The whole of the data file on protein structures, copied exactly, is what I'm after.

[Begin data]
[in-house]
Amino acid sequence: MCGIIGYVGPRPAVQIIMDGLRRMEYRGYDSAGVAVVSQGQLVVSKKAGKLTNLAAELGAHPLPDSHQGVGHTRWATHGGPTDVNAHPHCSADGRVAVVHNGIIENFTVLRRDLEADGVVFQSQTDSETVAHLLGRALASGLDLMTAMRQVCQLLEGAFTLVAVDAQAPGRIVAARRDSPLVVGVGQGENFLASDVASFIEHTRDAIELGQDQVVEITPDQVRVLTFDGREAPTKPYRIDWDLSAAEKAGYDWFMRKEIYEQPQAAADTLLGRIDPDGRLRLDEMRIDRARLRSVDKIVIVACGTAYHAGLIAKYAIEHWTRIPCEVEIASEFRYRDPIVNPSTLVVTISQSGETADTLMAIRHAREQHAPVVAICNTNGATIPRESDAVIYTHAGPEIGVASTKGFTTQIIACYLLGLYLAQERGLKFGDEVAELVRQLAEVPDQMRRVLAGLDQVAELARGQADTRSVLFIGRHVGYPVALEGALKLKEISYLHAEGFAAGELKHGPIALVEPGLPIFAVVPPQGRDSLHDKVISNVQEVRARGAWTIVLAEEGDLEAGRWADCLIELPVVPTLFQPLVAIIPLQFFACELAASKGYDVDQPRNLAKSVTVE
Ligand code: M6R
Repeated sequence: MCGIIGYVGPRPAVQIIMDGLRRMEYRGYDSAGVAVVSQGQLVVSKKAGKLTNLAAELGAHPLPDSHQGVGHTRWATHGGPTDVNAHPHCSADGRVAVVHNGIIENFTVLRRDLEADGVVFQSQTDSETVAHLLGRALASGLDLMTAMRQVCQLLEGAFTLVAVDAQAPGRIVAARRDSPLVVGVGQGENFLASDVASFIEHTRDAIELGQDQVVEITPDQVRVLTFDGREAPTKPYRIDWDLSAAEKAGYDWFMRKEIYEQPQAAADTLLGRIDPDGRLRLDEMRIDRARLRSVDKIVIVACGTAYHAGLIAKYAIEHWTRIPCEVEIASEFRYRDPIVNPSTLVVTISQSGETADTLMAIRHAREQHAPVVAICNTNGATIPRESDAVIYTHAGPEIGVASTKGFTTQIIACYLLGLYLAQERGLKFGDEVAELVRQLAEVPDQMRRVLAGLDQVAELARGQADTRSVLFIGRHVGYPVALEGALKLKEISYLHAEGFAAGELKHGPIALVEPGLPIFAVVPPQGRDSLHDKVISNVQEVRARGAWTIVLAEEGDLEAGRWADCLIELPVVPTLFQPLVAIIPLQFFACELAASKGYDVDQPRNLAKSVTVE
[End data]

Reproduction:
[in-house]
Amino acid sequence: MCGIIGYVGPRPAVQIIMDGLRRMEYRGYDSAGVAVVSQGQLVVSKKAGKLTNLAAELGAHPLPDSHQGVGHTRWATHGGPTDVNAHPHCSADGRVAVVHNGIIENFTVLRRDLEADGVVFQSQTDSETVAHLLGRALASGLDLMTAMRQVCQLLEGAFTLVAVDAQAPGRIVAARRDSPLVVGVGQGENFLASDVASFIEHTRDAIELGQDQVVEITPDQVRVLTFDGREAPTKPYRIDWDLSAAEKAGYDWFMRKEIYEQPQAAADTLLGRIDPDGRLRLDEMRIDRARLRSVDKIVIVACGTAYHAGLIAKYAIEHWTRIPCEVEIASEFRYRDPIVNPSTLVVTISQSGETADTLMAIRHAREQHAPVVAICNTNGATIPRESDAVIYTHAGPEIGVASTKGFTTQIIACYLLGLYLAQERGLKFGDEVAELVRQLAEVPDQMRRVLAGLDQVAELARGQADTRSVLFIGRHVGYPVALEGALKLKEISYLHAEGFAAGELKHGPIALVEPGLPIFAVVPPQGRDSLHDKVISNVQEVRARGAWTIVLAEEGDLEAGRWADCLIELPVVPTLFQPLVAIIPLQFFACELAASKGYDVDQPRNLAKSVTVE
Ligand code: M6R
Repeated sequence: MCGIIGYVGPRPAVQIIMDGLRRMEYRGYDSAGVAVVSQGQLVVSKKAGKLTNLAAELGAHPLPDSHQGVGHTRWATHGGPTDVNAHPHCSADGRVAVVHNGIIENFTVLRRDLEADGVVFQSQTDSETVAHLLGRALASGLDLMTAMRQVCQLLEGAFTLVAVDAQAPGRIVAARRDSPLVVGVGQGENFLASDVASFIEHTRDAIELGQDQVVEITPDQVRVLTFDGREAPTKPYRIDWDLSAAEKAGYDWFMRKEIYEQPQAAADTLLGRIDPDGRLRLDEMRIDRARLRSVDKIVIVACGTAYHAGLIAKYAIEHWTRIPCEVEIASEFRYRDPIVNPSTLVVTISQSGETADTLMAIRHAREQHAPVVAICNTNGATIPRESDAVIYTHAGPEIGVASTKGFTTQIIACYLLGLYLAQERGLKFGDEVAELVRQLAEVPDQMRRVLAGLDQVAELARGQADTRSVLFIGRHVGYPVALEGALKLKEISYLHAEGFAAGELKHGPIALVEPGLPIFAVVPPQGRDSLHDKVISNVQEVRARGAWTIVLAEEGDLEAGRWADCLIELPVVPTLFQPLVAIIPLQFFACELAASKGYDVDQPRNLAKSVTVE